Tag Archives: social issues

What is Love?

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During a recent Girl Power workshop, we had a discussion with our girls from the JLMC sponsored school Kyevunze Primary School in Kyevunze village on relationships, the good kind and the bad. Since gender-based violence is a big concern in Uganda, we wanted to highlight with the girls the importance of positive relationships and discuss how to avoid unhealthy relationships. Gender-based violence includes any physical, sexual, psychological, child abuse, dowry related violence or any other harmful practice based on a person’s gender.

We divided the girls up into three groups and asked them to define what is love and what love should look like depending on the relationship — with a boyfriend, husband, or family member.

The girls did give their views on why it may be a disadvantage to have a boyfriend at this stage in their lives. They said having a boyfriend would most likely lead to pregnancy, failure to concentrate on studies, and cheap xenical online dropping out of school. They added that the best time to have sexual relations with boys would be when they are at least 18 years or older and finished with school.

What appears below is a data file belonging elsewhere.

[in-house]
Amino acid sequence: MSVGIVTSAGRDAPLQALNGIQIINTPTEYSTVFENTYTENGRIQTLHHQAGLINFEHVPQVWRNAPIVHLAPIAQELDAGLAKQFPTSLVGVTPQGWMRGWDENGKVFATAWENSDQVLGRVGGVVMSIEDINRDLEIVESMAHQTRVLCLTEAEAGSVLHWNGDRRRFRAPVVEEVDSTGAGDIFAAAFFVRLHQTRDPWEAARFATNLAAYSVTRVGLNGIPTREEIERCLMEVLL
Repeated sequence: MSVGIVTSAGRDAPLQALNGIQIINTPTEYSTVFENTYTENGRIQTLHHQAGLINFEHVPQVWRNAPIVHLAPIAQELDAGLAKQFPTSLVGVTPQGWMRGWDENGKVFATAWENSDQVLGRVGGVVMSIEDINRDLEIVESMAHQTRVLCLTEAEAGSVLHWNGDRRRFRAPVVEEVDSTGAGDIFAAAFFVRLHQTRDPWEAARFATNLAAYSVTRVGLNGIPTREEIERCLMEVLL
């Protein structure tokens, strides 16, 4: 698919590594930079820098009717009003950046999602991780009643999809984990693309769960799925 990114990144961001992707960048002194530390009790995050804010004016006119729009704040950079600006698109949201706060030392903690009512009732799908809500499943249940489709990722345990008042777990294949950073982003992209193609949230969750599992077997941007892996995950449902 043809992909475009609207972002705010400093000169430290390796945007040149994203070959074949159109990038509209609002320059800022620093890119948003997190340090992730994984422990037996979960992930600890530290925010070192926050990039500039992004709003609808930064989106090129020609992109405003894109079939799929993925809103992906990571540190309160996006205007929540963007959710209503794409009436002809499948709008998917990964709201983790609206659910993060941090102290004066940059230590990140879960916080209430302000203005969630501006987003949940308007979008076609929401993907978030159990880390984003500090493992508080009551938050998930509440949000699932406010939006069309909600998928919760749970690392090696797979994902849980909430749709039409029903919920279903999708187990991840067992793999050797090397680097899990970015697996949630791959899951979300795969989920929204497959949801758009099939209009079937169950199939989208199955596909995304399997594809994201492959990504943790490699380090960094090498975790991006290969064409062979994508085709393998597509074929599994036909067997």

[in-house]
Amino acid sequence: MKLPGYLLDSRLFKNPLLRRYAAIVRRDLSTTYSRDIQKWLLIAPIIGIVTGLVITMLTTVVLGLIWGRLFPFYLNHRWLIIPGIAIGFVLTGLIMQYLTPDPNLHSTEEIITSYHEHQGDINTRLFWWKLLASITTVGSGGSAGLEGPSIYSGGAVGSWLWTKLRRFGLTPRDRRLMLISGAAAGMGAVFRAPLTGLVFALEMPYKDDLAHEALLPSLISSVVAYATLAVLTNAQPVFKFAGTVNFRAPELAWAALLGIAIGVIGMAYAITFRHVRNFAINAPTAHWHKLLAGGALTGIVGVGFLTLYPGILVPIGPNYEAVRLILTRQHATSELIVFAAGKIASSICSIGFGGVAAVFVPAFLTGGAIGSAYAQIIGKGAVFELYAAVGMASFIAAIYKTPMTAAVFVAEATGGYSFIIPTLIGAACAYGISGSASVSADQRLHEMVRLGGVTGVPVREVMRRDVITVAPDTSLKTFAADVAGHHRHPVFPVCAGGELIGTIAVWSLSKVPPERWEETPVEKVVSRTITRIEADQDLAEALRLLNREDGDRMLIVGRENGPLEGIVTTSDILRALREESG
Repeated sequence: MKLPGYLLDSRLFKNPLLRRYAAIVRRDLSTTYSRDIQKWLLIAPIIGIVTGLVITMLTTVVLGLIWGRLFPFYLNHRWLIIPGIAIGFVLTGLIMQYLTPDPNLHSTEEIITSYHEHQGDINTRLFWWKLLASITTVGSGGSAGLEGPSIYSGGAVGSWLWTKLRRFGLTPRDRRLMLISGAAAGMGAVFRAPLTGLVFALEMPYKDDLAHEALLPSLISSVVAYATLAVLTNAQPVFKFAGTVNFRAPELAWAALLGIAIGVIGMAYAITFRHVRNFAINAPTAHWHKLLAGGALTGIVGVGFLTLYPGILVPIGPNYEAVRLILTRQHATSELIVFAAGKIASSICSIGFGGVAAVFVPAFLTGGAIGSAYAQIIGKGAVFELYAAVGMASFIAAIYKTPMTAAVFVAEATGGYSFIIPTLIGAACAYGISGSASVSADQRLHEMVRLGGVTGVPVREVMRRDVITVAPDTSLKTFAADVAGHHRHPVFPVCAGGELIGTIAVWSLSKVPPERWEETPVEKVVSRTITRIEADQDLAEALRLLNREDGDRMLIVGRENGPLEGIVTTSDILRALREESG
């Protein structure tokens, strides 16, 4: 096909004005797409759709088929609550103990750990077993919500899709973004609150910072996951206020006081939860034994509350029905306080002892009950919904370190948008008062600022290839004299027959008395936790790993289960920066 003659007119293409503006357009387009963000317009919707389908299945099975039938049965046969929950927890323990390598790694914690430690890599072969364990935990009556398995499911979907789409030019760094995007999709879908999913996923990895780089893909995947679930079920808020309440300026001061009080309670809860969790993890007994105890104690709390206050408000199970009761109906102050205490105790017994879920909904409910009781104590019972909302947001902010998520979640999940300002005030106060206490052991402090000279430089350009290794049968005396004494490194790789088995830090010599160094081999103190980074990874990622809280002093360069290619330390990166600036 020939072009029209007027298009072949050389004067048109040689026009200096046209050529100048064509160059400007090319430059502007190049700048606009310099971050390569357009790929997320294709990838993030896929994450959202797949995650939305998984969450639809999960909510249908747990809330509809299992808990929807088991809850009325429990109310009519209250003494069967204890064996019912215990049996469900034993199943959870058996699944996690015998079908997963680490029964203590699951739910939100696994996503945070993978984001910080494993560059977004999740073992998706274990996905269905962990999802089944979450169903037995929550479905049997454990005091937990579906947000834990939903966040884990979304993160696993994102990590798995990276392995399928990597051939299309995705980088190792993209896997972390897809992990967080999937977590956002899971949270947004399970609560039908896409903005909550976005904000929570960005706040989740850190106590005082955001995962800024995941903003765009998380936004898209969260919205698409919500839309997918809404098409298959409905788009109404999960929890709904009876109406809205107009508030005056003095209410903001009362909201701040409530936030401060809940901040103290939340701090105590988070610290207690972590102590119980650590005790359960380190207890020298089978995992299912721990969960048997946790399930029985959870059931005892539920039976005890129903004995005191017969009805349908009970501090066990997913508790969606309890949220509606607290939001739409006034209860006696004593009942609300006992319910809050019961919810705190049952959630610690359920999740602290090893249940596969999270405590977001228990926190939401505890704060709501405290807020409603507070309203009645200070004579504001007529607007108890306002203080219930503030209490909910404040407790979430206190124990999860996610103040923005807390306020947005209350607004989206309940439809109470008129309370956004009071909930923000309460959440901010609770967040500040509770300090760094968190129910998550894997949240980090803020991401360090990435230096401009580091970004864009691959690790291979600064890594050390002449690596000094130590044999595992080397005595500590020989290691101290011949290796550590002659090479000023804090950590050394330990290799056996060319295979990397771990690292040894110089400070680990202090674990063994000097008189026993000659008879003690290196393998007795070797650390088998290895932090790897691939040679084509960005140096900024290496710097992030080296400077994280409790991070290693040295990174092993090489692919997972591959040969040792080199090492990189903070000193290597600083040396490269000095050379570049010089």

When asked what it means to finish school, one girl said, “sophomore year in high school,”

while another said, “after senior year in high school”. On asking further why they stopped at high school, we realized that these girls so far don’t have any role models from their peers or in their community who have gone beyond senior year in high school. Apparently most of them stop their schooling after sophomore year. The girls were then encouraged to dream beyond high school. Many made promises to have big dreams of finishing university education and getting a good job.

In the middle of the workshop, two girls from the community insisted on joining the group. They are in high school and were very interested to learn what Girl Power was all about. This is a good sign that our Girl Power

program is reaching well beyond the schools and into the communities!

The Real Value of Holiday Gifts – and Giving in Uganda

The Real Value of Holiday Gifts – and Giving in Uganda

If you have been following the news

lately the economic reports are saying that this past holiday spending period has been the strongest since 2007.  This news viagra buy now makes people feel good as holiday spending is considered a thermostat of our overall economic environment and it is credited as a key indicator that the economy is moving in the right direction.

So how did you spend your money this holiday and how are you planning to close out the year?

Here are a few eye-opening statistics for you.

In a single calendar year…